TUCSON, Ariz. — Archeologists from the University of Arizona and Stanford University along with archeologists from Italy have discovered a 10-year-old's body at an ancient Roman site suggesting the child was given a "vampire burial" to prevent the child coming back from the dead.
The skeletal remains included a skull with a rock intentionally inserted into the mouth. Researchers believe the stone may have been placed there as part of a funeral ritual to contain a disease like malaria.
"I have never seen anything like it. It's extremely eerie and weird," said David Soren, a Univeristy of Arizona archeologist.
The discovery was made at La Necropoli dei Bambini, or the Cemetery of the Babies.
The cemetery dates back to the mid-fifth century when a deadly malaria outbreak swept the area, killing many young children and babies.
Until now, archeologists believed the cemetery was designed for infants, toddlers and unborn fetuses. In previous excavations, a 3-year-old girl was the oldest child found.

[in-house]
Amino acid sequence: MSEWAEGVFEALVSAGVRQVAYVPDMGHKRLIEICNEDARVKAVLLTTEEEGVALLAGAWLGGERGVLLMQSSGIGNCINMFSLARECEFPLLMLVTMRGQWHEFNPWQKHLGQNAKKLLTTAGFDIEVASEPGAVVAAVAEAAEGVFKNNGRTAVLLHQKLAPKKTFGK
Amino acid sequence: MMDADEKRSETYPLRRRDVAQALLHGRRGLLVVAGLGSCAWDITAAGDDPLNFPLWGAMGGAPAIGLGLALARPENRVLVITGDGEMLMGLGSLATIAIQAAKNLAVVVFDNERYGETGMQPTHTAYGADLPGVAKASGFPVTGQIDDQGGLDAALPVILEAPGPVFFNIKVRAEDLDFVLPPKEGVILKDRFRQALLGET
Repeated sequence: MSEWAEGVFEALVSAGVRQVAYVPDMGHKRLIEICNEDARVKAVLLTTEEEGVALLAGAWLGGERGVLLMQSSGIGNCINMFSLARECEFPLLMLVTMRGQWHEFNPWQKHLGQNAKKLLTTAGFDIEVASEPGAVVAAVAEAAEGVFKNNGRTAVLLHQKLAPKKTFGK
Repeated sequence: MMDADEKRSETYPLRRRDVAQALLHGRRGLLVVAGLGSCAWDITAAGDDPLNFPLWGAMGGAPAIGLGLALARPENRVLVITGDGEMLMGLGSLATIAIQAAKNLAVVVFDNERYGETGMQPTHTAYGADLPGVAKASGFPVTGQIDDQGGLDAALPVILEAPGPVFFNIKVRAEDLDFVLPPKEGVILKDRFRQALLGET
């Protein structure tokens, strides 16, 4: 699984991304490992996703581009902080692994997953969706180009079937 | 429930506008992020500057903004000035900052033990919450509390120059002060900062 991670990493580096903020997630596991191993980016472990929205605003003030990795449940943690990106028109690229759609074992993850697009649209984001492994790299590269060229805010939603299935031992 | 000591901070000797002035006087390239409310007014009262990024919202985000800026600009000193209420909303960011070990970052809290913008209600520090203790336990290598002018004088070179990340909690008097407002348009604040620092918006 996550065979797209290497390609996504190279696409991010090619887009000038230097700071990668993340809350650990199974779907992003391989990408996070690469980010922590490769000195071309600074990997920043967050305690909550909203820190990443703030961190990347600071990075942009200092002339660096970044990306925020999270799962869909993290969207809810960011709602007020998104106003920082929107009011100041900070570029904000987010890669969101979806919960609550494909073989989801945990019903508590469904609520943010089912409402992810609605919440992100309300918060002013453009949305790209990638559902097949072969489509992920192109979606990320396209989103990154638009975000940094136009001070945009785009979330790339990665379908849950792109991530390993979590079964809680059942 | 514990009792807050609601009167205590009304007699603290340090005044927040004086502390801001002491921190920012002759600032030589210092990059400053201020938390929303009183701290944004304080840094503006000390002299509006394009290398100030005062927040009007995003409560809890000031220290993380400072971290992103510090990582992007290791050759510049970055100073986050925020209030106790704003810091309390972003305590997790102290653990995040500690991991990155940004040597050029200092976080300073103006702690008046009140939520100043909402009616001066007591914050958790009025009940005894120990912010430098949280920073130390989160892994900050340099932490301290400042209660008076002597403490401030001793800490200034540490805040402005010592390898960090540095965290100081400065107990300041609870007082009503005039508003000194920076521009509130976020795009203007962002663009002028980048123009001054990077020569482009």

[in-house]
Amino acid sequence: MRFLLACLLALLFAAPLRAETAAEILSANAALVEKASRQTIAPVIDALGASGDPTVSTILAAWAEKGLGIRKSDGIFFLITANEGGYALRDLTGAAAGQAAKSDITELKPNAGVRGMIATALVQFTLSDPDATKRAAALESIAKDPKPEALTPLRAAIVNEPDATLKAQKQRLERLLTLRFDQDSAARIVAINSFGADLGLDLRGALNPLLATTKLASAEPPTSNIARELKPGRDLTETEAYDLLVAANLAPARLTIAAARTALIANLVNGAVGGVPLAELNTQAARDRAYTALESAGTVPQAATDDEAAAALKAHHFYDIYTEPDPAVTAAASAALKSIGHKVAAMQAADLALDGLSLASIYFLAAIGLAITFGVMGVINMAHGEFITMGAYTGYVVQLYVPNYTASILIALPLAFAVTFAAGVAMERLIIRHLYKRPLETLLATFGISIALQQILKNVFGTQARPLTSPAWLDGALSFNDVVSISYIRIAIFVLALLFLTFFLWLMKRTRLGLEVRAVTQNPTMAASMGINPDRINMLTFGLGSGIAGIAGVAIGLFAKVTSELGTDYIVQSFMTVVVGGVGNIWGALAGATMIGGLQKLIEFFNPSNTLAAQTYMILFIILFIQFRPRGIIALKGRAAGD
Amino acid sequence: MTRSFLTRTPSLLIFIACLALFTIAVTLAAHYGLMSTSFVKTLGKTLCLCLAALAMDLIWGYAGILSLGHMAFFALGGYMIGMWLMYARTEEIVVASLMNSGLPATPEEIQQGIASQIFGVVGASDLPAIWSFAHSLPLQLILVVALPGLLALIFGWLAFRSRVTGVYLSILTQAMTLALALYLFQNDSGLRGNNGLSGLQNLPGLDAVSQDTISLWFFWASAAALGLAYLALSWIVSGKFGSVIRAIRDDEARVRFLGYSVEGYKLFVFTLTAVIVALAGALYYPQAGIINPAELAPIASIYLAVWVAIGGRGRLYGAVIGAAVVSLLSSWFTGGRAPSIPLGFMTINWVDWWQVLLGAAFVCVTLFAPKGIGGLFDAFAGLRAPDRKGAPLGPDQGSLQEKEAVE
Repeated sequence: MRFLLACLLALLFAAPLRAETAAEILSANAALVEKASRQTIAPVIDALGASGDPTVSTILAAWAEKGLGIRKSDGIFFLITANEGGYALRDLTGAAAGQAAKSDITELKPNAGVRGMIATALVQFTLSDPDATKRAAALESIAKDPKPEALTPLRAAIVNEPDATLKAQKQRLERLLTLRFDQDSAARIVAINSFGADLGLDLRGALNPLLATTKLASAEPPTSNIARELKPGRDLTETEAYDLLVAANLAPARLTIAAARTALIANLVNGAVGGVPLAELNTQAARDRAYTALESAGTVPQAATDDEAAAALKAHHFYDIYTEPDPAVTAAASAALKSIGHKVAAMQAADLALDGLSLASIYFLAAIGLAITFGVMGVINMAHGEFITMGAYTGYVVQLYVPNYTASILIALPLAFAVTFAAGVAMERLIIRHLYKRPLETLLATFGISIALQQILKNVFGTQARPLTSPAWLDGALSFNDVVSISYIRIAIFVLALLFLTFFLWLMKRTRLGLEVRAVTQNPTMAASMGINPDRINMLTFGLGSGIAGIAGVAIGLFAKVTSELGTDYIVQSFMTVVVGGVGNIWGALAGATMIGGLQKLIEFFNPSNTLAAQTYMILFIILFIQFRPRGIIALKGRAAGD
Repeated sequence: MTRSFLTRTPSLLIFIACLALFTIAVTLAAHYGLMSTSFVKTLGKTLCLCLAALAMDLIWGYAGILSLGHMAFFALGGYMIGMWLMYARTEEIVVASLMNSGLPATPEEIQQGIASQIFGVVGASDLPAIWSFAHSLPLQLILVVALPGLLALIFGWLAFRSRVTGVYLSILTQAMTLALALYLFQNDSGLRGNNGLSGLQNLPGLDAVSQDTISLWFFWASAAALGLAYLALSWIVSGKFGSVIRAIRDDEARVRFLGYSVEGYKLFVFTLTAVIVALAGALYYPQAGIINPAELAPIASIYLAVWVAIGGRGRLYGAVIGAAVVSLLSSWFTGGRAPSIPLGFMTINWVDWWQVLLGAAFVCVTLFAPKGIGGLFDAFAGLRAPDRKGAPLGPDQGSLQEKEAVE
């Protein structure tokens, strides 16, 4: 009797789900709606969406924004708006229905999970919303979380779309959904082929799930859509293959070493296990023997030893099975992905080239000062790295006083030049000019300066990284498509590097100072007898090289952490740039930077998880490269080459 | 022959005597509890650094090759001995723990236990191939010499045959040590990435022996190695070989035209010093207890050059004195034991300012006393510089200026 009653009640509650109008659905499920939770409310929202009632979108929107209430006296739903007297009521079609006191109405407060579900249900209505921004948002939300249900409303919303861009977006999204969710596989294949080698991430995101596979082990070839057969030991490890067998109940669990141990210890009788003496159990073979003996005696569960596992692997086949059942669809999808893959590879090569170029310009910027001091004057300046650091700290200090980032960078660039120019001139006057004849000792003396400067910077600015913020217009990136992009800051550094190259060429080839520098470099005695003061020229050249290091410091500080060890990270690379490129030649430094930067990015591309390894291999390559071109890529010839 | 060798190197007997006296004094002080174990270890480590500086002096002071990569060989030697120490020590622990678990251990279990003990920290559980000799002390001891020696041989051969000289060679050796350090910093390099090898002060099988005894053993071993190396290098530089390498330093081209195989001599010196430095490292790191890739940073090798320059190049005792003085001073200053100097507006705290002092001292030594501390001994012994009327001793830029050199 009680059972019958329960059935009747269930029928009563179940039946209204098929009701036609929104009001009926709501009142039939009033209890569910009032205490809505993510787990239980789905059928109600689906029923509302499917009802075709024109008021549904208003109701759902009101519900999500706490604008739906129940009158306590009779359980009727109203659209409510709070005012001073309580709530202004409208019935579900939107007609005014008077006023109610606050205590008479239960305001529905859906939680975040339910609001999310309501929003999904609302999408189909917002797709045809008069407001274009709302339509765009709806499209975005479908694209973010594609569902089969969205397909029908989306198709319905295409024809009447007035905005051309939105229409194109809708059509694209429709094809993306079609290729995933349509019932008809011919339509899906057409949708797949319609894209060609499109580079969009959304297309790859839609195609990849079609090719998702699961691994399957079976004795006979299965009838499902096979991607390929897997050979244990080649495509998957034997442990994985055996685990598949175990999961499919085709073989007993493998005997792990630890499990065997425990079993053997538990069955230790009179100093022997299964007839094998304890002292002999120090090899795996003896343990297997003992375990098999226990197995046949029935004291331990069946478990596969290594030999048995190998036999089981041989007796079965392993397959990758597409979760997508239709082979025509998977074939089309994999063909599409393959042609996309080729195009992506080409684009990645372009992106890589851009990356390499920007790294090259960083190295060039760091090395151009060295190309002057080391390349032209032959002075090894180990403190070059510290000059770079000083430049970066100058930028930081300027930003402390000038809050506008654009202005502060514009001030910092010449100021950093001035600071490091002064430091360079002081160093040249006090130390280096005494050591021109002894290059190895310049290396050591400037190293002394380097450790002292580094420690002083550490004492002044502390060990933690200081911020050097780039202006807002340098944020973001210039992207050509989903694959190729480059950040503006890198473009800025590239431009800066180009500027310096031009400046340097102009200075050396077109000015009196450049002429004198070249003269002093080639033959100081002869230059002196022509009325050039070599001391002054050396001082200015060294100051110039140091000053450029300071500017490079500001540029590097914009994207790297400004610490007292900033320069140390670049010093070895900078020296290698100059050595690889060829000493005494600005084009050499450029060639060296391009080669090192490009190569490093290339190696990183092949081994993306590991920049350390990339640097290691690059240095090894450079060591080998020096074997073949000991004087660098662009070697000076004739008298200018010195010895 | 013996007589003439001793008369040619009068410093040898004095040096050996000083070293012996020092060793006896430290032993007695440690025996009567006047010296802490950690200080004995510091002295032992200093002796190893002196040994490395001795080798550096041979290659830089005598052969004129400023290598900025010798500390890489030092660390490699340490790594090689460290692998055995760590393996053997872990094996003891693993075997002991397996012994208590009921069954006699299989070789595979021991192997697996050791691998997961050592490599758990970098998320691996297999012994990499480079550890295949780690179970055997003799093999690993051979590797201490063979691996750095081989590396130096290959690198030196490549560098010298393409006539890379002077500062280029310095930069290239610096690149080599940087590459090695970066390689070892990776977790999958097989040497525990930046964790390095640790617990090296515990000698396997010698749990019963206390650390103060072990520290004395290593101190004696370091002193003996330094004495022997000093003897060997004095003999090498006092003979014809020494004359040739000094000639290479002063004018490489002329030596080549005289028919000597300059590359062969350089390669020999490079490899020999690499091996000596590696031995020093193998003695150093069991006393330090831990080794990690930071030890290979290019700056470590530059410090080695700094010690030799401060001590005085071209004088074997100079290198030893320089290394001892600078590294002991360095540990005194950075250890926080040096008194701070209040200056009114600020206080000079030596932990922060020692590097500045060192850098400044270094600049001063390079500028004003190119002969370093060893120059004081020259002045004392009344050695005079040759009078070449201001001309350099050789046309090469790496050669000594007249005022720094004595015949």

Now, archeologists are looking into whether the cemetery was used for older children too.
"There are still sections of the cemetery that haven't been excavated yet, so we don't know if we'll find older kids," said Jordan Wilson, a bioarcheologist with the University of Arizona.
In previous excavations, archeologists found signs of witchcraft, including toad bones, raven talons and bronze cauldrons.
"We know that the Romans were very much concerned with this and would even to the extent of employing witchcraft to keep the evil — whatever is contaminating the body — from coming out," Soren said.
Although the body will undergo DNA testing, the child had an abscessed tooth, which is a side effect of malaria, that suggests the child may have died because of the disease.
Archeologists believe the rock was intentionally inserted after death because of the position of the jaw.
These types of burials are called "vampire burials" since they are associated with the belief that the dead could rise again.